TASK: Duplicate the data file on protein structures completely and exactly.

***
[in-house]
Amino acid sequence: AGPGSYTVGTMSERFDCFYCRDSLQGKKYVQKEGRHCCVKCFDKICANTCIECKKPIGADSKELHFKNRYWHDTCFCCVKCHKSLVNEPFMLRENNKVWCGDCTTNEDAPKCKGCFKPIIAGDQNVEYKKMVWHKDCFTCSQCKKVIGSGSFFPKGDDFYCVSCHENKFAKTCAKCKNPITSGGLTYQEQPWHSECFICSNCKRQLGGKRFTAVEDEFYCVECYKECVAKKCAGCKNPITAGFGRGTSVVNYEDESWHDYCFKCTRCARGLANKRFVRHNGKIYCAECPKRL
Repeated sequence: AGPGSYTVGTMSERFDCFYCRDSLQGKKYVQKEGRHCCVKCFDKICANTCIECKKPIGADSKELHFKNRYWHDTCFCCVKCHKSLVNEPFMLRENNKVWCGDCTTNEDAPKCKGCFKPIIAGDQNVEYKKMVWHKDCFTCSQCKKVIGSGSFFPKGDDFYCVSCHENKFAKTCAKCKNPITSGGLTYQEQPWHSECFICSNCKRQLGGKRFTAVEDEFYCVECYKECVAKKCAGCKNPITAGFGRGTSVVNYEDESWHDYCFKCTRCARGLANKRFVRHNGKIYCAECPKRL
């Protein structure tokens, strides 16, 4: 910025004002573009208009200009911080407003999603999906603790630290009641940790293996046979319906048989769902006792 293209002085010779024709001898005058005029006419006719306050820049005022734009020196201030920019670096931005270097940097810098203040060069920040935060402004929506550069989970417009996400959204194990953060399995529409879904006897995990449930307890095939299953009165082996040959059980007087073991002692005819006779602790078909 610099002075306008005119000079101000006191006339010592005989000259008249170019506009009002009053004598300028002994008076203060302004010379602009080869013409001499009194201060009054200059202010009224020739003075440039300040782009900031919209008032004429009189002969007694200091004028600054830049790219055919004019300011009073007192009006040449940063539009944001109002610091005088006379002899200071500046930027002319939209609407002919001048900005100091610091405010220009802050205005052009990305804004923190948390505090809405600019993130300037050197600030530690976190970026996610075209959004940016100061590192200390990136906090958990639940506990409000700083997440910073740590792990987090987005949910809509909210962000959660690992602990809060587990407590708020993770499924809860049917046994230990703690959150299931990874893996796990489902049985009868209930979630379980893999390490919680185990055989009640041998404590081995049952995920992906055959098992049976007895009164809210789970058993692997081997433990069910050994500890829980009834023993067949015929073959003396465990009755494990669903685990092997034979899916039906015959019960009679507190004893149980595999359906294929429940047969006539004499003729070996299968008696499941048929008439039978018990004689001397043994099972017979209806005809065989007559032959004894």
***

[in-house]
Amino acid sequence: AGPGSYTVGTMSERFDCFYCRDSLQGKKYVQKEGRHCCVKCFDKICANTCIECKKPIGADSKELHFKNRYWHDTCFCCVKCHKSLVNEPFMLRENNKVWCGDCTTNEDAPKCKGCFKPIIAGDQNVEYKKMVWHKDCFTCSQCKKVIGSGSFFPKGDDFYCVSCHENKFAKTCAKCKNPITSGGLTYQEQPWHSECFICSNCKRQLGGKRFTAVEDEFYCVECYKECVAKKCAGCKNPITAGFGRGTSVVNYEDESWHDYCFKCTRCARGLANKRFVRHNGKIYCAECPKRL
Repeated sequence: AGPGSYTVGTMSERFDCFYCRDSLQGKKYVQKEGRHCCVKCFDKICANTCIECKKPIGADSKELHFKNRYWHDTCFCCVKCHKSLVNEPFMLRENNKVWCGDCTTNEDAPKCKGCFKPIIAGDQNVEYKKMVWHKDCFTCSQCKKVIGSGSFFPKGDDFYCVSCHENKFAKTCAKCKNPITSGGLTYQEQPWHSECFICSNCKRQLGGKRFTAVEDEFYCVECYKECVAKKCAGCKNPITAGFGRGTSVVNYEDESWHDYCFKCTRCARGLANKRFVRHNGKIYCAECPKRL
């Protein structure tokens, strides 16, 4: 910025004002573009208009200009911080407003999603999906603790630290009641940790293996046979319906048989769902006792 293209002085010779024709001898005058005029006419006719306050820049005022734009020196201030920019670096931005270097940097810098203040060069920040935060402004929506550069989970417009996400959204194990953060399995529409879904006897995990449930307890095939299953009165082996040959059980007087073991002692005819006779602790078909 610099002075306008005119000079101000006191006339010592005989000259008249170019506009009002009053004598300028002994008076203060302004010379602009080869013409001499009194201060009054200059202010009224020739003075440039300040782009900031919209008032004429009189002969007694200091004028600054830049790219055919004019300011009073007192009006040449940063539009944001109002610091005088006379002899200071500046930027002319939209609407002919001048900005100091610091405010220009802050205005052009990305804004923190948390505090809405600019993130300037050197600030530690976190970026996610075209959004940016100061590192200390990136906090958990639940506990409000700083997440910073740590792990987090987005949910809509909210962000959660690992602990809060587990407590708020993770499924809860049917046994230990703690959150299931990874893996796990489902049985009868209930979630379980893999390490919680185990055989009640041998404590081995049952995920992906055959098992049976007895009164809210789970058993692997081997433990069910050994500890829980009834023993067949015929073959003396465990009755494990669903685990092997034979899916039906015959019960009679507190004893149980595999359906294929429940047969006539004499003729070996299968008696499941048929008439039978018990004689001397043994099972017979209806005809065989007559032959004894």